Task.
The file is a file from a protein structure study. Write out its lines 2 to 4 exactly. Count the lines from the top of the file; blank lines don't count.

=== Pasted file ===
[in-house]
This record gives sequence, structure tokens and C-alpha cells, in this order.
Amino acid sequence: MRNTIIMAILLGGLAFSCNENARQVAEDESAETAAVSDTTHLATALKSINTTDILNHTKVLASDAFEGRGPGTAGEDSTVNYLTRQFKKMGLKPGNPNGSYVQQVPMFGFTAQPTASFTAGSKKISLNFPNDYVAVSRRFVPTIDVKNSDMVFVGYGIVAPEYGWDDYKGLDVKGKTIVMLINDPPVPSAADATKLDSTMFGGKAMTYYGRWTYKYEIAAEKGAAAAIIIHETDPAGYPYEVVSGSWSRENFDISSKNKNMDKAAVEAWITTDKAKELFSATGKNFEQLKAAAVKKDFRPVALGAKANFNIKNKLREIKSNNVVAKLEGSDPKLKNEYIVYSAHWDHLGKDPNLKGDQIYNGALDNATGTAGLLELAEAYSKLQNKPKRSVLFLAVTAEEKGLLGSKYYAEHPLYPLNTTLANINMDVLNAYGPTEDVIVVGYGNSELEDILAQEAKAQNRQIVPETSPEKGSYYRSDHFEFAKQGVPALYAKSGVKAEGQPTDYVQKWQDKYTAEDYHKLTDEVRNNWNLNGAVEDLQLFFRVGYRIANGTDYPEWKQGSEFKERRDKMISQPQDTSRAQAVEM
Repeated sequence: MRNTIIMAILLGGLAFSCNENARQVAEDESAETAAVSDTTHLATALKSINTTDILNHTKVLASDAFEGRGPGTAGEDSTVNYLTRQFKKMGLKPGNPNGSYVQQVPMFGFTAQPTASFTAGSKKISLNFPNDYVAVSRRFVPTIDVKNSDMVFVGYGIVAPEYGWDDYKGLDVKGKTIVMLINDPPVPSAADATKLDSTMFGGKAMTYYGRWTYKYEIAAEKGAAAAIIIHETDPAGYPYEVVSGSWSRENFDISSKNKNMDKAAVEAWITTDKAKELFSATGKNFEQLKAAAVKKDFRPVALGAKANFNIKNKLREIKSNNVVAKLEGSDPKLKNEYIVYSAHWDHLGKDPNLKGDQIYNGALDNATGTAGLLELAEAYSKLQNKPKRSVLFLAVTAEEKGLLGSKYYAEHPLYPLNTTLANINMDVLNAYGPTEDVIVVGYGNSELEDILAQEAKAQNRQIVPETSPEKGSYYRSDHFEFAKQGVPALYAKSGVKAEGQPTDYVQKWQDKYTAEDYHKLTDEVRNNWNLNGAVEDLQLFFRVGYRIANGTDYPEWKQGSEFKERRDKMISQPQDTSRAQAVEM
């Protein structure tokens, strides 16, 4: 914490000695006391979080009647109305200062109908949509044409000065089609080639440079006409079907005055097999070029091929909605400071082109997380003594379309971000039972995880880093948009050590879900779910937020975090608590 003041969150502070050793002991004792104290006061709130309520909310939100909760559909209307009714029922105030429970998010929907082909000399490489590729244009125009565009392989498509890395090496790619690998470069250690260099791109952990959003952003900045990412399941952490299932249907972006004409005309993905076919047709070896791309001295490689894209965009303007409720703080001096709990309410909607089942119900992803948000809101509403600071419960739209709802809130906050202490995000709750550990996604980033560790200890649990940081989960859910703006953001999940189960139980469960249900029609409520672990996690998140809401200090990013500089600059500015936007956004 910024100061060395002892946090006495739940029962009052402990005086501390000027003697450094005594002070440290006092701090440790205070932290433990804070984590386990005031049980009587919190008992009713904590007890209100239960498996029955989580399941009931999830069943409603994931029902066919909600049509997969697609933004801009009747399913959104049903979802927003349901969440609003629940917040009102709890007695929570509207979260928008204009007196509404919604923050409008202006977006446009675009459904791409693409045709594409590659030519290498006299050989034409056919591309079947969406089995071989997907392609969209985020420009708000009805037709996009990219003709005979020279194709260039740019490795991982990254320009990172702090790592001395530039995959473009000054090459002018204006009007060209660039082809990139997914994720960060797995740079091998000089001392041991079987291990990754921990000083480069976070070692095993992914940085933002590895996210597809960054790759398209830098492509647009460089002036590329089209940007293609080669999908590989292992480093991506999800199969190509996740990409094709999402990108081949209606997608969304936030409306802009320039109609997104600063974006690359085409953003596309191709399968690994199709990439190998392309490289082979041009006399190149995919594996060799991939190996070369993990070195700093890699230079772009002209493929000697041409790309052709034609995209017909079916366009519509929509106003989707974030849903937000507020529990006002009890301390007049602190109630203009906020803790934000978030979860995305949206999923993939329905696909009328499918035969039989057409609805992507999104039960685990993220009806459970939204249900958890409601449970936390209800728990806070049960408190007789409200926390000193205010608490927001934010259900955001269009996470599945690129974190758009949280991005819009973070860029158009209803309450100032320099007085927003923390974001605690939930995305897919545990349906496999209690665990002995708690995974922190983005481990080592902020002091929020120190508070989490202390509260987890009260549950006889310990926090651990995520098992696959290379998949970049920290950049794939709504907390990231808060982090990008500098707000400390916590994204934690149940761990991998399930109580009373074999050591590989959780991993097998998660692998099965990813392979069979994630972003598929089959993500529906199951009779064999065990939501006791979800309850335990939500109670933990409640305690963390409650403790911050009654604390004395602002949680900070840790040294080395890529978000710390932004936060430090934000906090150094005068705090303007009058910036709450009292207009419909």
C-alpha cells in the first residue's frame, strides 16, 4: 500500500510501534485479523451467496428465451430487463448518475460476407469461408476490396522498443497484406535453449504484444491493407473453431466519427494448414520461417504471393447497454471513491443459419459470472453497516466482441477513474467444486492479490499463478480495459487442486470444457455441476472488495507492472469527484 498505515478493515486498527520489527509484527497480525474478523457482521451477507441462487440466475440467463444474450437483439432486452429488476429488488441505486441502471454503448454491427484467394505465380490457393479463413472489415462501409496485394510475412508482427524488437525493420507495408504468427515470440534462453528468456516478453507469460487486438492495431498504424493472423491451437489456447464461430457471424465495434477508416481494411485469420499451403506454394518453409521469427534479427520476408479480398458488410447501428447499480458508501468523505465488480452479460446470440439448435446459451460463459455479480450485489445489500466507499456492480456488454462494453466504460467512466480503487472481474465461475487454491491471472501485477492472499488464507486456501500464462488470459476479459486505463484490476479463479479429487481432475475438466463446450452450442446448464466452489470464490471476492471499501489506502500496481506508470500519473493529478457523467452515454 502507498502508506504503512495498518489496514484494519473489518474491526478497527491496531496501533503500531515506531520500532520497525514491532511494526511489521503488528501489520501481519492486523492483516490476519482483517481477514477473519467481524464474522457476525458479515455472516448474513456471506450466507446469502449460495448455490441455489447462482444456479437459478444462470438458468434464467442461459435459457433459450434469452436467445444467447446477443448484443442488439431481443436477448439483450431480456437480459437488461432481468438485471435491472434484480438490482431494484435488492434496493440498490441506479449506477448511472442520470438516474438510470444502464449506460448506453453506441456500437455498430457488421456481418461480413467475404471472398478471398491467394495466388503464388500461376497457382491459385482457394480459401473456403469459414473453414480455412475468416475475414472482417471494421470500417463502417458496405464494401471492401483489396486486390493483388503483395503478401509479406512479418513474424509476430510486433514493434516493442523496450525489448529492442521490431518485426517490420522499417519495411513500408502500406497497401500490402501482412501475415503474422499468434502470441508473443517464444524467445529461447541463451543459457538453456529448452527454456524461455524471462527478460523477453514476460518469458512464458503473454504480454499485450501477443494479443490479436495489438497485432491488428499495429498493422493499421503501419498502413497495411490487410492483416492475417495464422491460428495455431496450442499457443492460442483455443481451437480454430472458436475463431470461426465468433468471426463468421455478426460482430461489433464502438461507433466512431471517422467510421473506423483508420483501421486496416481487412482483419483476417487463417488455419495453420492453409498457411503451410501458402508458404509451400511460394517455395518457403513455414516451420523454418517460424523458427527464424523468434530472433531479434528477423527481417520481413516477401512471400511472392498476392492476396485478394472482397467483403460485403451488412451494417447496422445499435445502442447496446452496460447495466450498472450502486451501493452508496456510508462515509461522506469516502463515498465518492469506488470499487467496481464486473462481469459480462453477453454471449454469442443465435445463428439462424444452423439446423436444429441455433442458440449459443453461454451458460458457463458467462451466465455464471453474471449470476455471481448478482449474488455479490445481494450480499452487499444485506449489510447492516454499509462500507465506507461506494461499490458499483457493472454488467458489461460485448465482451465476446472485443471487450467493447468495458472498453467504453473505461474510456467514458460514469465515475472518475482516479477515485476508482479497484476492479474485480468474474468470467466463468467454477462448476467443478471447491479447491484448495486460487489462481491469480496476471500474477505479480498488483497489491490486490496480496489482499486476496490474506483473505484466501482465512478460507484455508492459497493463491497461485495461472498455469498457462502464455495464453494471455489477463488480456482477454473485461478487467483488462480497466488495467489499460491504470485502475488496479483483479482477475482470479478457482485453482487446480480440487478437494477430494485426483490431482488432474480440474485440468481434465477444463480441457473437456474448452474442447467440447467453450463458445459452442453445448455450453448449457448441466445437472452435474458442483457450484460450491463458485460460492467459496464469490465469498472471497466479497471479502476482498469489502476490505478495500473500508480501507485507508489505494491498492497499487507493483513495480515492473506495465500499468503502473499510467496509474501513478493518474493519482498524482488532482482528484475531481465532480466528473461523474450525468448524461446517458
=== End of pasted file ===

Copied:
This record gives sequence, structure tokens and C-alpha cells, in this order.
Amino acid sequence: MRNTIIMAILLGGLAFSCNENARQVAEDESAETAAVSDTTHLATALKSINTTDILNHTKVLASDAFEGRGPGTAGEDSTVNYLTRQFKKMGLKPGNPNGSYVQQVPMFGFTAQPTASFTAGSKKISLNFPNDYVAVSRRFVPTIDVKNSDMVFVGYGIVAPEYGWDDYKGLDVKGKTIVMLINDPPVPSAADATKLDSTMFGGKAMTYYGRWTYKYEIAAEKGAAAAIIIHETDPAGYPYEVVSGSWSRENFDISSKNKNMDKAAVEAWITTDKAKELFSATGKNFEQLKAAAVKKDFRPVALGAKANFNIKNKLREIKSNNVVAKLEGSDPKLKNEYIVYSAHWDHLGKDPNLKGDQIYNGALDNATGTAGLLELAEAYSKLQNKPKRSVLFLAVTAEEKGLLGSKYYAEHPLYPLNTTLANINMDVLNAYGPTEDVIVVGYGNSELEDILAQEAKAQNRQIVPETSPEKGSYYRSDHFEFAKQGVPALYAKSGVKAEGQPTDYVQKWQDKYTAEDYHKLTDEVRNNWNLNGAVEDLQLFFRVGYRIANGTDYPEWKQGSEFKERRDKMISQPQDTSRAQAVEM
Repeated sequence: MRNTIIMAILLGGLAFSCNENARQVAEDESAETAAVSDTTHLATALKSINTTDILNHTKVLASDAFEGRGPGTAGEDSTVNYLTRQFKKMGLKPGNPNGSYVQQVPMFGFTAQPTASFTAGSKKISLNFPNDYVAVSRRFVPTIDVKNSDMVFVGYGIVAPEYGWDDYKGLDVKGKTIVMLINDPPVPSAADATKLDSTMFGGKAMTYYGRWTYKYEIAAEKGAAAAIIIHETDPAGYPYEVVSGSWSRENFDISSKNKNMDKAAVEAWITTDKAKELFSATGKNFEQLKAAAVKKDFRPVALGAKANFNIKNKLREIKSNNVVAKLEGSDPKLKNEYIVYSAHWDHLGKDPNLKGDQIYNGALDNATGTAGLLELAEAYSKLQNKPKRSVLFLAVTAEEKGLLGSKYYAEHPLYPLNTTLANINMDVLNAYGPTEDVIVVGYGNSELEDILAQEAKAQNRQIVPETSPEKGSYYRSDHFEFAKQGVPALYAKSGVKAEGQPTDYVQKWQDKYTAEDYHKLTDEVRNNWNLNGAVEDLQLFFRVGYRIANGTDYPEWKQGSEFKERRDKMISQPQDTSRAQAVEM